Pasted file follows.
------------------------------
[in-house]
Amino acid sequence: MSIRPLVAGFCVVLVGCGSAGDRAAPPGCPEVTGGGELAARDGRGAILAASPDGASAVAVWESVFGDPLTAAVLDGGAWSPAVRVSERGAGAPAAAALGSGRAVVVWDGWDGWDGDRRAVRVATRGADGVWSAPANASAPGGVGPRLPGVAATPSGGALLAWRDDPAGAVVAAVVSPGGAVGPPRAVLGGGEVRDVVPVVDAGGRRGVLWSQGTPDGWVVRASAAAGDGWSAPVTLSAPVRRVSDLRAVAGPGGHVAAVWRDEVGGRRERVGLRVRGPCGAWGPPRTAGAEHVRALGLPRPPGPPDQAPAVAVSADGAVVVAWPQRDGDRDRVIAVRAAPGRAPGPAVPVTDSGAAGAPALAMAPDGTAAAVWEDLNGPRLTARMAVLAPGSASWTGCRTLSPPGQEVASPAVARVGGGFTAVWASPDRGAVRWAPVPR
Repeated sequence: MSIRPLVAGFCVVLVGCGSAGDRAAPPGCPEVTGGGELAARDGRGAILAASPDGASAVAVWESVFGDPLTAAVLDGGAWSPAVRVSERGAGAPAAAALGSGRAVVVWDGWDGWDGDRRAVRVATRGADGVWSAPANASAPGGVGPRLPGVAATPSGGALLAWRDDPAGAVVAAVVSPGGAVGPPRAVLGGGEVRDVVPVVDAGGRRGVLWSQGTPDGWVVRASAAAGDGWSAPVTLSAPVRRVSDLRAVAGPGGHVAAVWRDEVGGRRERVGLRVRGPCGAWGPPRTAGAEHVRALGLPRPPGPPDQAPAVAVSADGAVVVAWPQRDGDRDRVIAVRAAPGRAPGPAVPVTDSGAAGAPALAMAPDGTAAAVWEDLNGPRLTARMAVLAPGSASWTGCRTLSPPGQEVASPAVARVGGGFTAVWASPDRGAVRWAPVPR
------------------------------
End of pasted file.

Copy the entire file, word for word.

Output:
[in-house]
Amino acid sequence: MSIRPLVAGFCVVLVGCGSAGDRAAPPGCPEVTGGGELAARDGRGAILAASPDGASAVAVWESVFGDPLTAAVLDGGAWSPAVRVSERGAGAPAAAALGSGRAVVVWDGWDGWDGDRRAVRVATRGADGVWSAPANASAPGGVGPRLPGVAATPSGGALLAWRDDPAGAVVAAVVSPGGAVGPPRAVLGGGEVRDVVPVVDAGGRRGVLWSQGTPDGWVVRASAAAGDGWSAPVTLSAPVRRVSDLRAVAGPGGHVAAVWRDEVGGRRERVGLRVRGPCGAWGPPRTAGAEHVRALGLPRPPGPPDQAPAVAVSADGAVVVAWPQRDGDRDRVIAVRAAPGRAPGPAVPVTDSGAAGAPALAMAPDGTAAAVWEDLNGPRLTARMAVLAPGSASWTGCRTLSPPGQEVASPAVARVGGGFTAVWASPDRGAVRWAPVPR
Repeated sequence: MSIRPLVAGFCVVLVGCGSAGDRAAPPGCPEVTGGGELAARDGRGAILAASPDGASAVAVWESVFGDPLTAAVLDGGAWSPAVRVSERGAGAPAAAALGSGRAVVVWDGWDGWDGDRRAVRVATRGADGVWSAPANASAPGGVGPRLPGVAATPSGGALLAWRDDPAGAVVAAVVSPGGAVGPPRAVLGGGEVRDVVPVVDAGGRRGVLWSQGTPDGWVVRASAAAGDGWSAPVTLSAPVRRVSDLRAVAGPGGHVAAVWRDEVGGRRERVGLRVRGPCGAWGPPRTAGAEHVRALGLPRPPGPPDQAPAVAVSADGAVVVAWPQRDGDRDRVIAVRAAPGRAPGPAVPVTDSGAAGAPALAMAPDGTAAAVWEDLNGPRLTARMAVLAPGSASWTGCRTLSPPGQEVASPAVARVGGGFTAVWASPDRGAVRWAPVPR